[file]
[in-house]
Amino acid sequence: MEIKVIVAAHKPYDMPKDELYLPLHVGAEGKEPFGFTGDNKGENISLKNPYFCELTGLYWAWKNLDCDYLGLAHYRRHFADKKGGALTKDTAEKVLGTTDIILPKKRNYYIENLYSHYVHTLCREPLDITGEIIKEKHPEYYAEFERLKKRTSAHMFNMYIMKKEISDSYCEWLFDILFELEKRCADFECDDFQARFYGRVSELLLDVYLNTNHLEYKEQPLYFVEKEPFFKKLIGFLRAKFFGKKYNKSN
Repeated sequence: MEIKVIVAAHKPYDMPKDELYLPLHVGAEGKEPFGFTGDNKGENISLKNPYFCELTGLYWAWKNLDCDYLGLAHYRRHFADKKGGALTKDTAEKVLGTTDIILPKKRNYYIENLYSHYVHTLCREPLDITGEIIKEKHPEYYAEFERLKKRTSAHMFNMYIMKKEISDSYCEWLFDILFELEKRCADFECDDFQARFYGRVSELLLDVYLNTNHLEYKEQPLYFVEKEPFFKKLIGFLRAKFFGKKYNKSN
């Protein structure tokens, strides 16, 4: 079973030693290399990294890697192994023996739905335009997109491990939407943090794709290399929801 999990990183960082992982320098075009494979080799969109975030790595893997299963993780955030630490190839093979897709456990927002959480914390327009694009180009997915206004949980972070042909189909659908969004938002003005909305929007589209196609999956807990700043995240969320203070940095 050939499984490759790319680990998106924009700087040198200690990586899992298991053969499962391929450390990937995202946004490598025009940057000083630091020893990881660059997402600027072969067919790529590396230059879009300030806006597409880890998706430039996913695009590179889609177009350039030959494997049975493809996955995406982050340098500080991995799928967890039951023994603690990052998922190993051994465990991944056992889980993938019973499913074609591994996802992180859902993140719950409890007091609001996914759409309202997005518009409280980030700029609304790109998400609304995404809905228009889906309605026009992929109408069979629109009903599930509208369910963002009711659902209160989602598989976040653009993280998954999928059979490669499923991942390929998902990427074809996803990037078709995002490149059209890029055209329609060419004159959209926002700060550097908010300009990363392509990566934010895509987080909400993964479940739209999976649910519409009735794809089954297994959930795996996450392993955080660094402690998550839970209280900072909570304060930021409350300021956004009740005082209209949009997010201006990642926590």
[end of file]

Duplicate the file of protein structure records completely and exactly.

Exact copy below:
[in-house]
Amino acid sequence: MEIKVIVAAHKPYDMPKDELYLPLHVGAEGKEPFGFTGDNKGENISLKNPYFCELTGLYWAWKNLDCDYLGLAHYRRHFADKKGGALTKDTAEKVLGTTDIILPKKRNYYIENLYSHYVHTLCREPLDITGEIIKEKHPEYYAEFERLKKRTSAHMFNMYIMKKEISDSYCEWLFDILFELEKRCADFECDDFQARFYGRVSELLLDVYLNTNHLEYKEQPLYFVEKEPFFKKLIGFLRAKFFGKKYNKSN
Repeated sequence: MEIKVIVAAHKPYDMPKDELYLPLHVGAEGKEPFGFTGDNKGENISLKNPYFCELTGLYWAWKNLDCDYLGLAHYRRHFADKKGGALTKDTAEKVLGTTDIILPKKRNYYIENLYSHYVHTLCREPLDITGEIIKEKHPEYYAEFERLKKRTSAHMFNMYIMKKEISDSYCEWLFDILFELEKRCADFECDDFQARFYGRVSELLLDVYLNTNHLEYKEQPLYFVEKEPFFKKLIGFLRAKFFGKKYNKSN
């Protein structure tokens, strides 16, 4: 079973030693290399990294890697192994023996739905335009997109491990939407943090794709290399929801 999990990183960082992982320098075009494979080799969109975030790595893997299963993780955030630490190839093979897709456990927002959480914390327009694009180009997915206004949980972070042909189909659908969004938002003005909305929007589209196609999956807990700043995240969320203070940095 050939499984490759790319680990998106924009700087040198200690990586899992298991053969499962391929450390990937995202946004490598025009940057000083630091020893990881660059997402600027072969067919790529590396230059879009300030806006597409880890998706430039996913695009590179889609177009350039030959494997049975493809996955995406982050340098500080991995799928967890039951023994603690990052998922190993051994465990991944056992889980993938019973499913074609591994996802992180859902993140719950409890007091609001996914759409309202997005518009409280980030700029609304790109998400609304995404809905228009889906309605026009992929109408069979629109009903599930509208369910963002009711659902209160989602598989976040653009993280998954999928059979490669499923991942390929998902990427074809996803990037078709995002490149059209890029055209329609060419004159959209926002700060550097908010300009990363392509990566934010895509987080909400993964479940739209999976649910519409009735794809089954297994959930795996996450392993955080660094402690998550839970209280900072909570304060930021409350300021956004009740005082209209949009997010201006990642926590």